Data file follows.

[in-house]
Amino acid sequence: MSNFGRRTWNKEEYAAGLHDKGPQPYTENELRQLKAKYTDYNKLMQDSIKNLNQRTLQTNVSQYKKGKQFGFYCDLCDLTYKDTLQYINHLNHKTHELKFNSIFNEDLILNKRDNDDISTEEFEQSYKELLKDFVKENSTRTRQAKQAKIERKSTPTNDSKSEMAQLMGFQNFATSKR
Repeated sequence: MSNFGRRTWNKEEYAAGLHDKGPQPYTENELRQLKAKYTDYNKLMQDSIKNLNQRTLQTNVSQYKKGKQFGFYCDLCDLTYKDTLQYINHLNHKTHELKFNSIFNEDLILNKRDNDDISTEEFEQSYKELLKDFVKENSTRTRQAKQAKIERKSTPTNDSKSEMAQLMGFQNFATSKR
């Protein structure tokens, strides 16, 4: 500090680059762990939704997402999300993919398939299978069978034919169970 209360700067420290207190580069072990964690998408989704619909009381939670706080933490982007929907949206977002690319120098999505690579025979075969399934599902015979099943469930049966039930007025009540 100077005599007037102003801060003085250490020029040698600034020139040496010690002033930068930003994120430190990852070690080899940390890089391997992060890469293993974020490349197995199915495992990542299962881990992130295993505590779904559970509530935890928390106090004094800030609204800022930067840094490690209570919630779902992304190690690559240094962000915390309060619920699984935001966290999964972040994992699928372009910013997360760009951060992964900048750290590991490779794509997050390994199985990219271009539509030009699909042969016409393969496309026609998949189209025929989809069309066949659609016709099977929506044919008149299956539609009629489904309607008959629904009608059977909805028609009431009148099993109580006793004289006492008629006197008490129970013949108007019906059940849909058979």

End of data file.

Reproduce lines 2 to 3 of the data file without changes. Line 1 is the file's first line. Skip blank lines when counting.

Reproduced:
Amino acid sequence: MSNFGRRTWNKEEYAAGLHDKGPQPYTENELRQLKAKYTDYNKLMQDSIKNLNQRTLQTNVSQYKKGKQFGFYCDLCDLTYKDTLQYINHLNHKTHELKFNSIFNEDLILNKRDNDDISTEEFEQSYKELLKDFVKENSTRTRQAKQAKIERKSTPTNDSKSEMAQLMGFQNFATSKR
Repeated sequence: MSNFGRRTWNKEEYAAGLHDKGPQPYTENELRQLKAKYTDYNKLMQDSIKNLNQRTLQTNVSQYKKGKQFGFYCDLCDLTYKDTLQYINHLNHKTHELKFNSIFNEDLILNKRDNDDISTEEFEQSYKELLKDFVKENSTRTRQAKQAKIERKSTPTNDSKSEMAQLMGFQNFATSKR